• Each assignment should be submitted by 8:00 am on the Monday at the beginning of the week in which the relevant tutorials are held (that, in teaching weeks 3, 5, 7, 9, and 11), unless that Monday is a public holiday. If the Monday is a public holiday, then the assignment should be submitted by 8:00 am on the first regular business day thereafter.
  • If you have trouble submitting your assignment through the turnitin link, then please email a copy of that assignment to your tutor and copy the course convenor into that email. Any such email must be received no later than 08:00:00 am on the day that the assignment is due in order for your assignment to be marked.
  • You will typically receive the questions for each assignment at least half a week before it is due.
  • No late submissions will be accepted. Any assignments that are not submitted by the due date and time will receive a mark of zero.
  • In each of these assignments, one question will be chosen for assessment and your mark for that assignment will be based on your response to that question. The identity of the selected question will only be revealed upon release of the marked assignments.
  • Your four highest scoring tutorial assignments will be used to calculate your total mark for this assessment component. Each of those four tutorial assignments will potentially be worth 5 % of your overall mark for this course. This means that this assessment component is potentially worth 20 % of your mark for this course.
  • Note that this assessment component is redeemable against the final exam. This means that it will only count if you receive a higher percentage mark for this assessment component than you do for the final exam. This will be calculated automatically. No action is required on your part.
  • We will endeavor to release comments and marks for these assignments via "Turnitin" by 5:00 pm on Mondays in Teaching Weeks 4, 6, 8, 10, and 12 (that is, in the week after they are submitted).
  • All learning outcomes are relevant for this assessment task.

Assessment Task 2

Value: 80 %
Due Date: 05/11/2019
Return of Assessment: 21/11/2019
Learning Outcomes: 1, 2, 3, 4, 5, 6.

Final Exam.

  • Given the restrictions associated with the COVID-19 pandemic, it is anticipated that the final exam will take the form of an open book exam that is implemented through the Wattle site for the course. This would involve a four hour exam period, with a "suggested" or "indicative" allocation of that time involving fifteen minutes of reading time, three hours of writing time, and forty-five minutes for scanning, compilation, and submission. There would be no restriction on permitted materials if the exam takes this form.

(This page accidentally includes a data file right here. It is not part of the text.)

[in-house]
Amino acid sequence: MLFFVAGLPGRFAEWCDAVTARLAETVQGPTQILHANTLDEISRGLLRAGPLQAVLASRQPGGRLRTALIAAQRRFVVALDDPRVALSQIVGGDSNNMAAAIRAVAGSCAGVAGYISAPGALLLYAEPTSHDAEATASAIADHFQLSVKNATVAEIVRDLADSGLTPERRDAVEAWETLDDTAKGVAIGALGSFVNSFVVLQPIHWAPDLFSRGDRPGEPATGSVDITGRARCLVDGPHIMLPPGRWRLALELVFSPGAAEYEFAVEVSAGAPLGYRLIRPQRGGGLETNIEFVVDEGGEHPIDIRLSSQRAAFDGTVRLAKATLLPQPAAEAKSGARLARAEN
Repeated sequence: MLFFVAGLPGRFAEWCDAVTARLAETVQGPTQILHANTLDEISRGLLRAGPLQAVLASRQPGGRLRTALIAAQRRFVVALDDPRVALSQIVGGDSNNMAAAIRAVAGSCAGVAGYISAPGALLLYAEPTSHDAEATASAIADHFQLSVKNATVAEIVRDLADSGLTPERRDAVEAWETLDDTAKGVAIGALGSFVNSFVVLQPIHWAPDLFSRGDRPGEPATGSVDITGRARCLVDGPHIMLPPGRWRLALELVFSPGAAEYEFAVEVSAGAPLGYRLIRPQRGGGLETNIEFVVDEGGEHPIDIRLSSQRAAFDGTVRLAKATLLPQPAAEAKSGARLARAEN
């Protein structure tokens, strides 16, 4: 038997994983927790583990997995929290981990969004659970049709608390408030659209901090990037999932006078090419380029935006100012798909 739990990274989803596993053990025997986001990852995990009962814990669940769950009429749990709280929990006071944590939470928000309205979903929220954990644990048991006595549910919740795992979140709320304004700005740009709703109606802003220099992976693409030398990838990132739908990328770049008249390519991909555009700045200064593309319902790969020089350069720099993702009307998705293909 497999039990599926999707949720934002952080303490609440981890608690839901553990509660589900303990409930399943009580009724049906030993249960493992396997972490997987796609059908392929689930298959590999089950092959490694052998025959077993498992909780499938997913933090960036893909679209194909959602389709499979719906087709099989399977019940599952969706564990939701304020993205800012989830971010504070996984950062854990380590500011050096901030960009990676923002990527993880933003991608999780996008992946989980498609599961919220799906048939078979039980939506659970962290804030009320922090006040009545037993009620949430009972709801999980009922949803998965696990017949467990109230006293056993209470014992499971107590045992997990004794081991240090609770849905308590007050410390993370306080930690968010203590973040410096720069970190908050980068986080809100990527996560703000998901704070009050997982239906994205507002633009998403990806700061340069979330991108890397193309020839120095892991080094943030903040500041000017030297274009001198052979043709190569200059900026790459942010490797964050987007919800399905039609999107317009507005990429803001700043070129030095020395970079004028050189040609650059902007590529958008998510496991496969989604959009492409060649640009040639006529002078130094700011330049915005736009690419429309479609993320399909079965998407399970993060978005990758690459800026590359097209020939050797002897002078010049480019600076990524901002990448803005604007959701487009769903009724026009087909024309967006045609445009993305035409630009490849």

• The exam will be comprehensive, in the sense that questions can potentially be drawn from any component of this class. This includes any material that is covered in lectures, or covered in tutorials (including both tutorial questions and additional practice questions), or covered in assigned readings, or covered in some combination of these sources.
  • The date and time of the final exam will be determined by the central administration of the ANU. It will occur sometime during the official final exam period.
  • The final exam is worth either 80 % or 100 % of your overall mark for this class, depending on your relative performance in the tutorial assignments and the final exam.
  • Opportunities to view the graded final exam scripts will be available sometime after the official release of results for the semester.
  • All learning outcomes are relevant for this assessment task.

Academic Integrity

Academic integrity is a core part of our culture as a community of scholars. At its heart, academic integrity is about behaving ethically. This means that all members of the community commit to honest and responsible scholarly practice and to upholding these values with respect and fairness. The Australian National University commits to embedding the values of academic integrity in our teaching and learning. We ensure that all members of our community understand how to engage in academic work in ways that are consistent with, and actively support academic integrity. The ANU expects staff and students to uphold high standards of academic integrity and act ethically and honestly, to ensure the quality and value of the qualification that you will graduate with. The University has policies and procedures in place to promote academic integrity and manage academic misconduct. Visit the following Academic honesty & plagiarism website for more information about academic integrity and what the ANU considers academic misconduct. The ANU offers a number of services to assist students with their assignments, examinations, and other learning activities. The Academic Skills and Learning Centre offers a number of workshops and seminars that you may find useful for your studies.